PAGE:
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If you’re an architect, M&E contractor or work in construction, how sure are you that you fully understand smoke ventilation design? We’ve come across numerous examples of installations which don’t comply with current regulations. Building owners are blissfully ignorant but ultimately the ones in trouble if something goes wrong.

In this blog, we’ll discuss recommendations and regulations for getting the design, installation and commission of smoke control systems right. We’ll also look at a couple of real-life projects.

Why getting it right is so important

Good smoke ventilation system design is critical to the overall safety rating of a building. It’s infinitely harder to retrofit or upgrade equipment after a build is completed. So, during the initial building design phase, architects and contractors are advised to check they’re familiar with current regulations and best practice recommendations.

Consulting with a specialist can be useful. Smoke ventilation systems (also known as automatic opening vents (AOV) or smoke control systems) are complex pieces of engineering. But they do save lives, so it pays to do the job properly.

Design requirements vary from building to building. But the recent publication of BS 7346 Part 8 standard has made everyone’s lives easier. This safety standard now comprehensively advises architects and contractors on best practice from design through to installation and maintenance.

The responsible person (under the Regulatory Reform (Fire Safety) Order 2005) is likely to be your client, so remember that they are legally responsible for installing and maintaining an adequate fire safety system.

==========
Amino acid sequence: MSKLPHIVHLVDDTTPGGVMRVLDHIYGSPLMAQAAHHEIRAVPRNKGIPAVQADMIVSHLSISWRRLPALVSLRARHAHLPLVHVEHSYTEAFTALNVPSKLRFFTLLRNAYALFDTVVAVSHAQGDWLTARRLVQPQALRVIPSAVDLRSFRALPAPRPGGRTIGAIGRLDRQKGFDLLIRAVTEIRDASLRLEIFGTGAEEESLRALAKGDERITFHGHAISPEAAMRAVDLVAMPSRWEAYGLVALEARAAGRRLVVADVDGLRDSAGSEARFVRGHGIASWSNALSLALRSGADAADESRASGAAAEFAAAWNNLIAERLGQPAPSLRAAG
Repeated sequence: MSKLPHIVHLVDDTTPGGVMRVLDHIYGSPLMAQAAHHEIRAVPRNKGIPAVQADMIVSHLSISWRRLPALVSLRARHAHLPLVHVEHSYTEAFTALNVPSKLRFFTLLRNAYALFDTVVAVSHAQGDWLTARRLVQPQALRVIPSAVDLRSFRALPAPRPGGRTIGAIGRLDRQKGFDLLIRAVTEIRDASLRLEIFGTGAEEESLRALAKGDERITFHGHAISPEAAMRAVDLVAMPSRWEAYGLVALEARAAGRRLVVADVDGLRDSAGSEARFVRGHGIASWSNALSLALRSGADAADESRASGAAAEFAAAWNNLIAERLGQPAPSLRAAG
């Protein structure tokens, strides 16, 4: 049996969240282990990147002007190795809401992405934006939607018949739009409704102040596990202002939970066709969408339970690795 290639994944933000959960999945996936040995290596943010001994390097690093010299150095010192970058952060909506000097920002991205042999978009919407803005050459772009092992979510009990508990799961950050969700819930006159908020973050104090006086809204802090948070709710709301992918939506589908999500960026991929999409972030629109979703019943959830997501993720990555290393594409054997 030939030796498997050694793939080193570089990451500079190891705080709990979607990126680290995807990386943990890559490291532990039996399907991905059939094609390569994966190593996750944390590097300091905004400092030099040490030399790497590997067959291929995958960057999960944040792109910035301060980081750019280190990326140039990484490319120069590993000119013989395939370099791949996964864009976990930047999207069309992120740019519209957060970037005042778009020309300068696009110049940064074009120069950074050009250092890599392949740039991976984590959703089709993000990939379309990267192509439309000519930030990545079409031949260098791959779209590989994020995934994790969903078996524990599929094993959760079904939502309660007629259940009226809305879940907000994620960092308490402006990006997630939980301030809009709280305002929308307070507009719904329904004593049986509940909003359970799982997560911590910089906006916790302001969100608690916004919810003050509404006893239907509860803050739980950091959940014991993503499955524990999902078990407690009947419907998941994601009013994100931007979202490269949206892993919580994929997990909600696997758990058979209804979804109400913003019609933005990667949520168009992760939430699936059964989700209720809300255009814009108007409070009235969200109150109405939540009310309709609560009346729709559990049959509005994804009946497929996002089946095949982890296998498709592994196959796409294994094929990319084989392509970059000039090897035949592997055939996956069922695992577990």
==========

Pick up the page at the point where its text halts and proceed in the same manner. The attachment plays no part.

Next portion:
Clear benefits to AOV systems

The benefits to people and property are clear. Reports and statistics all agree: smoke is a killer. So, eliminating it during a fire makes a significant difference to the outcome. Let’s summarise the benefits of installing a smoke ventilation system:

  • Improved smoke control
  • Better fire safety and security
  • Emergency services able to access building and firefight more effectively
  • Improved natural ventilation
  • Energy efficiency is boosted
  • Costs are reduced

Do your due diligence when it comes to contractors

Working with a specialist pays dividends. However, not all ‘specialists’ are qualified to work with smoke control systems. Fire safety contractors who work with you on mainstream fire safety equipment such as alarms, extinguishers and lighting, may advertise smoke vent services as well. But have you checked that they are qualified to do both?

It’s of great concern to us that we’ve been approached, frequently, by clients who thought their contractor was qualified only to find they weren’t. It’s also worrying how many times we’ve had to correct faulty installations or redesign a system which isn’t fit for purpose.

Smoke ventilation design, install and maintenance is highly specialised. At the Silver Group, we offer a complete service in fire safety and smoke control, but this is not the norm. So please be aware that when someone says they can provide fire safety and smoke ventilation services, they may not have all the necessary qualifications.

Challenging building layout? Not a problem!

This case study is a good example of how expertise comes to bear when designing safety systems for a building with a challenging layout.

Kylna Court in Hertfordshire is a mixed block of affordable housing and office space. The buildings vary in size and layout as well as usage (residential and commercial). Construction group Jarvis was awarded the council contract and chose to work with us on fire safety.